Organisations operating in areas related to Rights, Law & Conflict are perhaps by definition the most controversial group of charities that can be found on Phi. They are also in a minority – only 5,173 (1%) out of the total 524,796 records on Phi feature these elements amongst their Activity Types – although this may significantly under-represent the number of organisations who undertake campaigning work as a part, but perhaps not the major part, of their work.

    Major organisations included in this category include:


    Amounts Donated

    The total value of donations with a Rights/Law/Conflict connection on Phi amounts to £297m – although other contributions are somewhat dwarfed by the £65m donation from George Soros to Human Rights Watch in 2010. Note that the donations of a number of Giving List entrants (such as Hans Rausing and Gordon Roddick) with ‘rights’ related interests are not included in these figures as the amount donated to individual causes is not quantified by this source.


    Donor Types

    There are a total of 1,899 different donors to Rights/Law/Conflict related causes on Phi – these include 728 trusts & foundations, 536 individuals and 522 companies, with the balance being made up by other grant-making bodies such as the Big Lottery Fund, Rotary Clubs and the like.

    Perhaps surprisingly, with the exception of individual donations, nearly as many records are listed with a donation amount as without (- noting of course that some donors will appear in both columns below).

    Amongst trusts the average (median) grant size listed is a relatively large £42,700, amongst companies it is £15,000 and amongst individuals it is £15,800 (excluding the George Soros donation). In all cases, however, averages remain inflated by the small number of very large donations that are made.


    Top Donors

    The names of the top funders in this category perhaps come as little surprise, with the Sigrid Rausing Trust topping the list, followed by the Big Lottery Fund and the Esmée Fairbairn Foundation. The full de-duped list of all Rights/Law/Conflict funders with total amounts donated (as listed on Phi) is available to Phi Subscribers on request.

    Methodological Notes:

    • Analysis based on all donations listed on Phi against which a Rights/Law/Conflict activity type has been loaded.
    • Analysis was based on the Phi database as it stood on 30th October 2014.
    • Differences in naming conventions, spelling etc may result in imperfect matches between donors on some occasions.
    • Next section: Profile

    Profile: The Derek Butler Trust

    Founded in the year 2000, this trust is formed from the will of the late Derek Butler, who was a businessman and traveller who during his life had a particular interest in music and musical education. He was born in London where he spent most of his childhood, although he did also spent some time in the countryside as a evacuee during the war, and also in Northern Ireland, where he completed his national service.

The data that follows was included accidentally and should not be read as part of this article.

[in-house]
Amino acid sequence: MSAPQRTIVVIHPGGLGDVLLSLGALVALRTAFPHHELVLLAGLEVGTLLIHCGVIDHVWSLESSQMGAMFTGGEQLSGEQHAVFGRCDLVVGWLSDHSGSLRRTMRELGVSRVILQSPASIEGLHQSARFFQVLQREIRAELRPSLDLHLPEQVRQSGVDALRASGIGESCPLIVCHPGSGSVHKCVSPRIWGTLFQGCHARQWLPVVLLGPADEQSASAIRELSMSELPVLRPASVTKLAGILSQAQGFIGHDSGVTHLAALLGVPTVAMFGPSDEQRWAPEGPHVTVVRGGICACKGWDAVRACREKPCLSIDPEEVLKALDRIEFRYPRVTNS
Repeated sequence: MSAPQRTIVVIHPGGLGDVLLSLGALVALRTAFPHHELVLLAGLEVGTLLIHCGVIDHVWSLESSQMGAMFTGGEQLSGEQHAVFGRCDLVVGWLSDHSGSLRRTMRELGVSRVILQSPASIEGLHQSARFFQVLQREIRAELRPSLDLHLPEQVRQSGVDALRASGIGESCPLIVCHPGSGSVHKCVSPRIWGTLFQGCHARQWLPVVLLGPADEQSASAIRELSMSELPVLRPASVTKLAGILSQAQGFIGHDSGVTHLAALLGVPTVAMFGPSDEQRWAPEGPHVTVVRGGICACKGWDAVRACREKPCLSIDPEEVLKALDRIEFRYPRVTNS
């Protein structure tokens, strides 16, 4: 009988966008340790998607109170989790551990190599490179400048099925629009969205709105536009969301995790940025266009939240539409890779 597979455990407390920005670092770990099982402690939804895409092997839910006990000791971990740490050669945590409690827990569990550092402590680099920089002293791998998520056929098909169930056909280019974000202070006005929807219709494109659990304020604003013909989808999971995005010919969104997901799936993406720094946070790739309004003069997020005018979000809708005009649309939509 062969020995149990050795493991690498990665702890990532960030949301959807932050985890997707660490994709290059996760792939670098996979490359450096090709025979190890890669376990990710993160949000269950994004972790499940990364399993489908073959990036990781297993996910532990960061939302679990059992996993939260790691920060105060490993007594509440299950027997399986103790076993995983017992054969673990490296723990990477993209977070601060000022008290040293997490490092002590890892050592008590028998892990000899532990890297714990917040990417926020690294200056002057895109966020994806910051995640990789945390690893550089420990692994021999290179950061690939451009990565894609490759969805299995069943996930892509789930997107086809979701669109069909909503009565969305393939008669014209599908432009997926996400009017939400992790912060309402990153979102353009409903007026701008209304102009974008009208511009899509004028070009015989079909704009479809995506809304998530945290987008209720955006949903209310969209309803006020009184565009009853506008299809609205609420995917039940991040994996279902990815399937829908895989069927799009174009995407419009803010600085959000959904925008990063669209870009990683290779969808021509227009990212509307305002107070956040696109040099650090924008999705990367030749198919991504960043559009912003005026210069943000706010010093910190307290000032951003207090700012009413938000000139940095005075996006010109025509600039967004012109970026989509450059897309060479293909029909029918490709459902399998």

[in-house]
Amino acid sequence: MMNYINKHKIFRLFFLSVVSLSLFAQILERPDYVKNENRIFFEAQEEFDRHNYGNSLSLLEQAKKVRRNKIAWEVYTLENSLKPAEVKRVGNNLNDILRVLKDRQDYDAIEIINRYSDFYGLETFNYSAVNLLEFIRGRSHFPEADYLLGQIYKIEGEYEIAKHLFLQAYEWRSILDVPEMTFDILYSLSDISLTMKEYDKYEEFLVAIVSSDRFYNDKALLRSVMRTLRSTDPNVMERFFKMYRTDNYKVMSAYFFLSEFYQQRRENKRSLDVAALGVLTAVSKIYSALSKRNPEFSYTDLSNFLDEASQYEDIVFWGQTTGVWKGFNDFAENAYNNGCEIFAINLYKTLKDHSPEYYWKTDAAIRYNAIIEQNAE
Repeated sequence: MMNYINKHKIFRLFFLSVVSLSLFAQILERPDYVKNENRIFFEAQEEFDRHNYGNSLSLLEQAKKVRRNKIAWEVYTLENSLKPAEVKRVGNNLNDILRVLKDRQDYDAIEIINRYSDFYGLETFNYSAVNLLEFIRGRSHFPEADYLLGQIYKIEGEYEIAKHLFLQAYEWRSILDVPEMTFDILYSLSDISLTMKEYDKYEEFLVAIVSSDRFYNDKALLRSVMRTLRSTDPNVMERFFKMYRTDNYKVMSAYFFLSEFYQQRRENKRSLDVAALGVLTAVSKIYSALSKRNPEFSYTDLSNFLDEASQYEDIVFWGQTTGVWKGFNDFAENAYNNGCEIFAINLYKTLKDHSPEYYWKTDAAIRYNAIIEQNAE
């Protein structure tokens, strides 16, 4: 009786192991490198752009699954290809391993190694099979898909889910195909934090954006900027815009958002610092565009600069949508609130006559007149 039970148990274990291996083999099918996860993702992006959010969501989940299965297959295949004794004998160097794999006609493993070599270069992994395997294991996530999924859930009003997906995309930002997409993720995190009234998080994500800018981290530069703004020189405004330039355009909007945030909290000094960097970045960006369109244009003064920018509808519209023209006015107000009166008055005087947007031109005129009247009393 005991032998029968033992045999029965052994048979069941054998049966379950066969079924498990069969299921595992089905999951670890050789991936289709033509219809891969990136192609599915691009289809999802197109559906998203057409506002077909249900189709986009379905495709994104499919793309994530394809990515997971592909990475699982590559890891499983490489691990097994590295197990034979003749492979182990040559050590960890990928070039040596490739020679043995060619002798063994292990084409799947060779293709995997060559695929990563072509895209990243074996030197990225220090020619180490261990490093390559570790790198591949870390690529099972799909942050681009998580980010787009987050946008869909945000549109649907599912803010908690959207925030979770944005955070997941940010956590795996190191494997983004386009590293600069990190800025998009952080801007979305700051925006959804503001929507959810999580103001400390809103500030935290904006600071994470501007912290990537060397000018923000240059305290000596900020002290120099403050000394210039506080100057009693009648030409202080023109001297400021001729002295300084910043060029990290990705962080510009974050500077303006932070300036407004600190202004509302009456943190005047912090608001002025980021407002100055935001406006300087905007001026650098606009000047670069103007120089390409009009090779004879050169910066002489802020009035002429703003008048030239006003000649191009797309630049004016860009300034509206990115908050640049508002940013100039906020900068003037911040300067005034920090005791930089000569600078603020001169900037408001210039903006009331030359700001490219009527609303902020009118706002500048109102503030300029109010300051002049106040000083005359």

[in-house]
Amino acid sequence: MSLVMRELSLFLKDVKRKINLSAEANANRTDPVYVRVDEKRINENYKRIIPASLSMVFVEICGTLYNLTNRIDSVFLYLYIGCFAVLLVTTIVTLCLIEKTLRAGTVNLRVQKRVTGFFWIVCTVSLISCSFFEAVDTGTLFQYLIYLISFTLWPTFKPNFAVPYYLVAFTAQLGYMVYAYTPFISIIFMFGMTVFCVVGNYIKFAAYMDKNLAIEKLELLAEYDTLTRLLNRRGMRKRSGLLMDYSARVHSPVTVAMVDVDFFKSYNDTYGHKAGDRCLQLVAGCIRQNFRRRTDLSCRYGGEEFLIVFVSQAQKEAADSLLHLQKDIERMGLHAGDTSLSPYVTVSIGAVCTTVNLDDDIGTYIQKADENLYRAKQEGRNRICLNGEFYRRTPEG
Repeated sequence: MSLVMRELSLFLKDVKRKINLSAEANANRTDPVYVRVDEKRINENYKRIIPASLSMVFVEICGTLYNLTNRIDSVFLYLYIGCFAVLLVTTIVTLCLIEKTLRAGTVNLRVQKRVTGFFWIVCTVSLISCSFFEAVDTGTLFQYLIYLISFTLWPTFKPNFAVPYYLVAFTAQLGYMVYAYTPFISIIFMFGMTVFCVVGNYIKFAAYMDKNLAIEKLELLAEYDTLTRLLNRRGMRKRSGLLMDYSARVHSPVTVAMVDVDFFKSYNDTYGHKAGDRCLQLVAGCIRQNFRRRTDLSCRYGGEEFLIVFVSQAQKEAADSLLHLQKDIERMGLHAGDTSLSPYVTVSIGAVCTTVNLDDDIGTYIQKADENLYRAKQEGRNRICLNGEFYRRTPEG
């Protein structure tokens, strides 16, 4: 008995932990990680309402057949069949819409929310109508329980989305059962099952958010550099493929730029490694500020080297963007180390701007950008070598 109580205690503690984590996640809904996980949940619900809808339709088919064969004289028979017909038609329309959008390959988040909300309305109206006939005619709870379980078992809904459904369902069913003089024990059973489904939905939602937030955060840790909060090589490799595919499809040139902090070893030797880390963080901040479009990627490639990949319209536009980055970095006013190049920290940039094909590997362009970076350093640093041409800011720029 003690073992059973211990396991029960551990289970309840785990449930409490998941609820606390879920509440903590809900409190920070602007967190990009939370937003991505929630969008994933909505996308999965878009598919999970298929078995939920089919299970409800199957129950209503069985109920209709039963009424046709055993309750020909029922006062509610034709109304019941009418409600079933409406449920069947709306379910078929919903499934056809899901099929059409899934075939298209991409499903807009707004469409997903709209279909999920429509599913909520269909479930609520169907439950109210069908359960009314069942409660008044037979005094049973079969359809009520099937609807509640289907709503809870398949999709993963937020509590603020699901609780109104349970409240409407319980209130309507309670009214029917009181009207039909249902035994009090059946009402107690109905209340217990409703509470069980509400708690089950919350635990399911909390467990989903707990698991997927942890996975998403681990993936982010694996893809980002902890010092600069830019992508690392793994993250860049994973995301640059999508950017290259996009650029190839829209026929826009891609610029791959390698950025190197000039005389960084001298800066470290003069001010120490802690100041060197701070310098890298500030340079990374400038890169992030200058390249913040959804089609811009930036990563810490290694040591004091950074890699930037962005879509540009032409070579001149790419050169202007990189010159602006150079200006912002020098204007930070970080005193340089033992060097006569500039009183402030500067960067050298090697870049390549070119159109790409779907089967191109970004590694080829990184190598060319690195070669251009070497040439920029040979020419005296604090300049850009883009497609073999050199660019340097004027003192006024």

By the time he finished his service in Ireland, Derek reportedly gained something of a taste for travel and from then on, he chose to spend the majority of his life abroad. Perhaps most significantly, he also spent a lengthy period in Nigeria where he was to start the business venture that made his name.

    Once there, he became interested in the production of traditional clothing worn by much of its populace, more specifically, the manufacture of traditional head ties worn by Nigerian women. He joined a company specialising in this process, and after a time, he became involved in their design process and he eventually rose to become head of the company.

    Despite some economic difficulties the business grew and its products, designed by him, were manufactured around the world. A great deal of its products were sold both in Nigeria, and also to Nigerian communities in the UK, as his distinctive head ties became highly sought after. The business flourished but Derek Butler later fell ill, and was diagnosed with oesophageal cancer.

    After his death in 1998, The Derek Butler Trust was formed from the will of his estate, which currently makes grants in the fields of HIV, cancer, music and music education. Furthermore, the trust also makes scholarship awards for students of several universities, and in exceptional circumstances, it will also consider bursaries for individual students.

    For the financial year ending 05th of April 2013, the trust reported an income of £141,164 and an expenditure of £5,940,148. Factary Phi holds 281 records of donations made to various organisations since 2005 worth a minimum of £8,839,178.

    According to Phi, the average size of donations made by the trust is £32,616 and the largest proportion of these donations have been made to causes associated with Arts/Culture (107), followed by Education/Training (46), Children/Youth (24), Sports/Recreation (17), Welfare (16), Development/Housing/Employment (10), Health (6), General Charitable Purposes (6), Disability (6), Rights/Law/Conflict (5), Environment (3), Heritage (2), International Development (1), Mental Health (1), Religious Activities (1).

    The Trustees

    Hilary Guest

    Hilary Guest is a solicitor and a consultant with Underwood Solicitors LLP. She is a Director of Avon House Preparatory School Ltd, The Sheila Ferrari Dyslexia Centre Ltd, and she is also a Trustee of The Joseph Charity and the Cecil Higgins Art Gallery.

    Reverend Michael Fuller

    Reverend Michael Fuller is the Rector of St John’s Shaughnessy Anglican Church in Vancouver, Canada. Prior to this, he was the Vicar of the parishes of Holland Park in Kensington, London and he was a businessman in the corporate world, and also an engineer.

    James Mclean

    James Mclean is a Partner with Underwood Solicitors LLP and he was previously a solicitor with the same firm. Furthermore, he is a Director of General Sewing Machines & Accessories Ltd and also Uanco Ltd.

    Next section: News